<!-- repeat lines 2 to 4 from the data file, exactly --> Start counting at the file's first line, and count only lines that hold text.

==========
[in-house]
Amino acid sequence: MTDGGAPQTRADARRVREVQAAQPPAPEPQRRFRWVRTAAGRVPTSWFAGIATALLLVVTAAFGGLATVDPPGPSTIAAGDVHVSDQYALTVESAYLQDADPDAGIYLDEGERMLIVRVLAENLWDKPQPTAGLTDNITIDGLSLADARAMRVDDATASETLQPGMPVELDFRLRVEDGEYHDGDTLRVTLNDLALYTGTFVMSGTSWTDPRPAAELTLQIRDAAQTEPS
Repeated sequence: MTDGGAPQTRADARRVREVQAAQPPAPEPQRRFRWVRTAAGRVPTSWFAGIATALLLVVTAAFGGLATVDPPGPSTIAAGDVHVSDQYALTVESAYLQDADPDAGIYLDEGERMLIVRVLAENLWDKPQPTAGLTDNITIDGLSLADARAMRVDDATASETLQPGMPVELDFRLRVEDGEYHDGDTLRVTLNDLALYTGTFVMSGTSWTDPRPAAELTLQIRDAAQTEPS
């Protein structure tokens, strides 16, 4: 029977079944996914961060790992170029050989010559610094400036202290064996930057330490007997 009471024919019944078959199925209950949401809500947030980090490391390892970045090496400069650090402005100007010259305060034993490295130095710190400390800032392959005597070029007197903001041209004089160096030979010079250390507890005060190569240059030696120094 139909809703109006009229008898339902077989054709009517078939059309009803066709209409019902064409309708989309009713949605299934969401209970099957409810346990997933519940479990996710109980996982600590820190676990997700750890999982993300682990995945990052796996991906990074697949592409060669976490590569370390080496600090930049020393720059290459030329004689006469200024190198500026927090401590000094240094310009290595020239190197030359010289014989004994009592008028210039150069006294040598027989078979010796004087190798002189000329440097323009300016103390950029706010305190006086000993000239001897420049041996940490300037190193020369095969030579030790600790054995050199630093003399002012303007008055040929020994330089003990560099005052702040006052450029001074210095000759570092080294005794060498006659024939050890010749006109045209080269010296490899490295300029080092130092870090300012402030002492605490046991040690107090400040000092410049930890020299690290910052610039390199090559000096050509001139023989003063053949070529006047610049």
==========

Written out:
Amino acid sequence: MTDGGAPQTRADARRVREVQAAQPPAPEPQRRFRWVRTAAGRVPTSWFAGIATALLLVVTAAFGGLATVDPPGPSTIAAGDVHVSDQYALTVESAYLQDADPDAGIYLDEGERMLIVRVLAENLWDKPQPTAGLTDNITIDGLSLADARAMRVDDATASETLQPGMPVELDFRLRVEDGEYHDGDTLRVTLNDLALYTGTFVMSGTSWTDPRPAAELTLQIRDAAQTEPS
Repeated sequence: MTDGGAPQTRADARRVREVQAAQPPAPEPQRRFRWVRTAAGRVPTSWFAGIATALLLVVTAAFGGLATVDPPGPSTIAAGDVHVSDQYALTVESAYLQDADPDAGIYLDEGERMLIVRVLAENLWDKPQPTAGLTDNITIDGLSLADARAMRVDDATASETLQPGMPVELDFRLRVEDGEYHDGDTLRVTLNDLALYTGTFVMSGTSWTDPRPAAELTLQIRDAAQTEPS
């Protein structure tokens, strides 16, 4: 029977079944996914961060790992170029050989010559610094400036202290064996930057330490007997 009471024919019944078959199925209950949401809500947030980090490391390892970045090496400069650090402005100007010259305060034993490295130095710190400390800032392959005597070029007197903001041209004089160096030979010079250390507890005060190569240059030696120094 139909809703109006009229008898339902077989054709009517078939059309009803066709209409019902064409309708989309009713949605299934969401209970099957409810346990997933519940479990996710109980996982600590820190676990997700750890999982993300682990995945990052796996991906990074697949592409060669976490590569370390080496600090930049020393720059290459030329004689006469200024190198500026927090401590000094240094310009290595020239190197030359010289014989004994009592008028210039150069006294040598027989078979010796004087190798002189000329440097323009300016103390950029706010305190006086000993000239001897420049041996940490300037190193020369095969030579030790600790054995050199630093003399002012303007008055040929020994330089003990560099005052702040006052450029001074210095000759570092080294005794060498006659024939050890010749006109045209080269010296490899490295300029080092130092870090300012402030002492605490046991040690107090400040000092410049930890020299690290910052610039390199090559000096050509001139023989003063053949070529006047610049």